SKARSGARD: Yeah, I really like The Body, the Stand by Me novella. I think it’s great. And I love Misery, IT, of course, and Pet Sematary. They’re all great and they’re very different. He’s very recognizable, in his way of writing. His strength is that he writes characters so well. They’re all really fleshed out characters. That’s always the foundation to his spooky, scary things, as well. You just become immersed in this world and these people that you get to know so well. I think that was really important for Sam and Dusty, as well. They wanted to flesh out the characters, so that you believe these people and you get to know these people, and then horrible stuff starts happening to them.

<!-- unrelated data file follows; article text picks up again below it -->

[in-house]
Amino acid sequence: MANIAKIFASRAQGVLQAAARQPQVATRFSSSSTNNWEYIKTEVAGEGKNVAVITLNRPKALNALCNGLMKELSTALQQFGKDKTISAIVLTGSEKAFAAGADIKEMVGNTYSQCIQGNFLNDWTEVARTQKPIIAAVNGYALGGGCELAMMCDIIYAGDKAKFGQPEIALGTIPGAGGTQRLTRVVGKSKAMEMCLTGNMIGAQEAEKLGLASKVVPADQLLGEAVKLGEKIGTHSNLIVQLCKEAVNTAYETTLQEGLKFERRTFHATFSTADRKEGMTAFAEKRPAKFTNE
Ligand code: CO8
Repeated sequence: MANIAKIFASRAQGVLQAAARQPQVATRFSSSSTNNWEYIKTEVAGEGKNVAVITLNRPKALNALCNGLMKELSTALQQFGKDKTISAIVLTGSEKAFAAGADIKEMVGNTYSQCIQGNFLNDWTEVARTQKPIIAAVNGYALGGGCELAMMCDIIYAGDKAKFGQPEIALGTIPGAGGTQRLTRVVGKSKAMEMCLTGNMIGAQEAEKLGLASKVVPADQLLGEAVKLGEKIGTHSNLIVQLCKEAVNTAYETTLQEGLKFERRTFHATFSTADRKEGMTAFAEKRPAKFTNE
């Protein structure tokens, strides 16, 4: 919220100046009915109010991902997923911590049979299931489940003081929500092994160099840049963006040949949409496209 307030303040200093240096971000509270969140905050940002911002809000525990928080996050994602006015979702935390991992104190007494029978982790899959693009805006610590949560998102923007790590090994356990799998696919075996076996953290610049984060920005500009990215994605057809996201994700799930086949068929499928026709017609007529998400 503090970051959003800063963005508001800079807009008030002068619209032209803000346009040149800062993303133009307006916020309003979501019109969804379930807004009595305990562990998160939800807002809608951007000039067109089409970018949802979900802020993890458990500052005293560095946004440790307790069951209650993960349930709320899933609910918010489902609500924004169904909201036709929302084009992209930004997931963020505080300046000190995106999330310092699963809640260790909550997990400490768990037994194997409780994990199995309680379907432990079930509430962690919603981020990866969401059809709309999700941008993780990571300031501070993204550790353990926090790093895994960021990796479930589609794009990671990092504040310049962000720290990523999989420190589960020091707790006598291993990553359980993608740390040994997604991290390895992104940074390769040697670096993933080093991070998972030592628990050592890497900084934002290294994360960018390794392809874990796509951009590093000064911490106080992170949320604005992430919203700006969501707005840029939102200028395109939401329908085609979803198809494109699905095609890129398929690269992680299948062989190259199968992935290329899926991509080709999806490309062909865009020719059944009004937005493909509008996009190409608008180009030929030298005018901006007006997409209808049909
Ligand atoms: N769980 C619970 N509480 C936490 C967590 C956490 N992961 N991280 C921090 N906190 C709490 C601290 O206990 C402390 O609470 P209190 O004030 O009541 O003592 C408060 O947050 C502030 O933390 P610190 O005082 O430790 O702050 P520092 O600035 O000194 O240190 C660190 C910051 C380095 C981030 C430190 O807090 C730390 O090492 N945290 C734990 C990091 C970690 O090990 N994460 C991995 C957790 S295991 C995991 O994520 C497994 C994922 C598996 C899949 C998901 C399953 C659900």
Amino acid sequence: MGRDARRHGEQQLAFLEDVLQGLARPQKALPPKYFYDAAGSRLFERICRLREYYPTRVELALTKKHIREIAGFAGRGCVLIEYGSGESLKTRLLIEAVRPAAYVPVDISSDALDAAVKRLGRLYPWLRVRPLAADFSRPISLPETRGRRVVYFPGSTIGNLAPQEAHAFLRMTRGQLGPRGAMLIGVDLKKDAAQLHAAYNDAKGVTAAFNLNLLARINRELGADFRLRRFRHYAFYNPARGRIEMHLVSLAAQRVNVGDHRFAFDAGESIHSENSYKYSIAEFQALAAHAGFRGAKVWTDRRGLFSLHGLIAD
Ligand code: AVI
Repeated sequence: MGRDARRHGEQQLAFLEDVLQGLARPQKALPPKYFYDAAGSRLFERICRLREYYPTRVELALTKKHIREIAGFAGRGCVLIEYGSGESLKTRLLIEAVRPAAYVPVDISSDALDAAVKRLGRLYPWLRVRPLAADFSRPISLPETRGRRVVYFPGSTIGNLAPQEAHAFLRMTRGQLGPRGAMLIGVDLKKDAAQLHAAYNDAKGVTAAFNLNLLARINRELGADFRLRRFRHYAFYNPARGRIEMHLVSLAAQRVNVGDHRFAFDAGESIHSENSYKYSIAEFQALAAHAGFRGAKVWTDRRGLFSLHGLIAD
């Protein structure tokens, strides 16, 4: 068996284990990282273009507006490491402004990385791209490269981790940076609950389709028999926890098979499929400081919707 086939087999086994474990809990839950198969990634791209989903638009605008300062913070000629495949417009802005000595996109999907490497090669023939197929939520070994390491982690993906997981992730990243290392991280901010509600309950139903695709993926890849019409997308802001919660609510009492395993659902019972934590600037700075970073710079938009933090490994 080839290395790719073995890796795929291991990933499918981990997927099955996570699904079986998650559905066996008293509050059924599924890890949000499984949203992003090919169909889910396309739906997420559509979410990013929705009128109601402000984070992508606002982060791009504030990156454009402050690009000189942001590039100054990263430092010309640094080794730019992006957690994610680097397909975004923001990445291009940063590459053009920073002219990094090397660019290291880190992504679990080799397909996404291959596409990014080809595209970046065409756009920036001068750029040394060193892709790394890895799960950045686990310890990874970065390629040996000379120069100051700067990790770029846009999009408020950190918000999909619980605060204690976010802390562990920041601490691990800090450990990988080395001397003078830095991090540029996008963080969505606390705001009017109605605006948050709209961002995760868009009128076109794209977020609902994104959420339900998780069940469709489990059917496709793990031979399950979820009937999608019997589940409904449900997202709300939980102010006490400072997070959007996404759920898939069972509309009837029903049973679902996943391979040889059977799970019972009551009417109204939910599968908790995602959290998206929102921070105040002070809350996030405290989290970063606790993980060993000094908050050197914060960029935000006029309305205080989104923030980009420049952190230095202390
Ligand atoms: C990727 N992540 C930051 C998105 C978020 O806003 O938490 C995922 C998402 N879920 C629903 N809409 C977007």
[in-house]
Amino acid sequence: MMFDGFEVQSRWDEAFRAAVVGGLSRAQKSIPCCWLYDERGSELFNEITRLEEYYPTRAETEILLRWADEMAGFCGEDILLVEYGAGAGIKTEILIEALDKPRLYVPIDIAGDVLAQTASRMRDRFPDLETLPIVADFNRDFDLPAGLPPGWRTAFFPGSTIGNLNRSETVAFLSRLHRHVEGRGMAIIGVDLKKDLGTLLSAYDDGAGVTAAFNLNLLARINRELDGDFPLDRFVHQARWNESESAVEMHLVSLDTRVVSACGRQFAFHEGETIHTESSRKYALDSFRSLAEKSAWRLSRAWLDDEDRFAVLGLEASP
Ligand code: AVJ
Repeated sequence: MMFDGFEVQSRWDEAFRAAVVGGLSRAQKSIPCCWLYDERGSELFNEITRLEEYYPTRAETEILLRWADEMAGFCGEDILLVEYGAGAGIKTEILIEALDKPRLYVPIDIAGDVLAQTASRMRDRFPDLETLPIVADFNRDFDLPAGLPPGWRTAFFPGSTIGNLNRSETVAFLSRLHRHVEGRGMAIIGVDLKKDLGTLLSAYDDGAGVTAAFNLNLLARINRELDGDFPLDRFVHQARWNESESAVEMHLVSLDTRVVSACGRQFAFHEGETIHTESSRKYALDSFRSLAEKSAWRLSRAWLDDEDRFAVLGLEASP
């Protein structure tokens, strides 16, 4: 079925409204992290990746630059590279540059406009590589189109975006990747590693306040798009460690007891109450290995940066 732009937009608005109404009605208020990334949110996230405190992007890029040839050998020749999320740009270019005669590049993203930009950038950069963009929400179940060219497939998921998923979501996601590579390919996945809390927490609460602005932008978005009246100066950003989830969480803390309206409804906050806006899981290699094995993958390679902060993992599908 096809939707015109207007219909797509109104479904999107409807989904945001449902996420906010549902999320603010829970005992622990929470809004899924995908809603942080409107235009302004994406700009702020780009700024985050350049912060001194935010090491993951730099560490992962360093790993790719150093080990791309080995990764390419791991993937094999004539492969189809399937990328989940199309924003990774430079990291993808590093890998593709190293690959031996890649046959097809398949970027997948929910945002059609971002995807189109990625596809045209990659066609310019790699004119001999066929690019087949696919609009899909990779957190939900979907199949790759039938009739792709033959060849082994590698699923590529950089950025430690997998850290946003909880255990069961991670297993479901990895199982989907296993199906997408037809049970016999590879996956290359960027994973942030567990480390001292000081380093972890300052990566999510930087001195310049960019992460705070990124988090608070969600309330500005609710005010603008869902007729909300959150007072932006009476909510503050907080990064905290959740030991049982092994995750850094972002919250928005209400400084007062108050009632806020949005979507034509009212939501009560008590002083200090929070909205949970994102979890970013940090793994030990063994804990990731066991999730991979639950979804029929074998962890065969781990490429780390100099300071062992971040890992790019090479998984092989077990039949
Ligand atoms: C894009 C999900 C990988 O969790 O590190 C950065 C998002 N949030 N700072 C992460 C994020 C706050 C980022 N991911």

Now that you’ve played Pennywise for the first IT movie and you got to see the reaction that people had to it, does it feel very different to return to that character?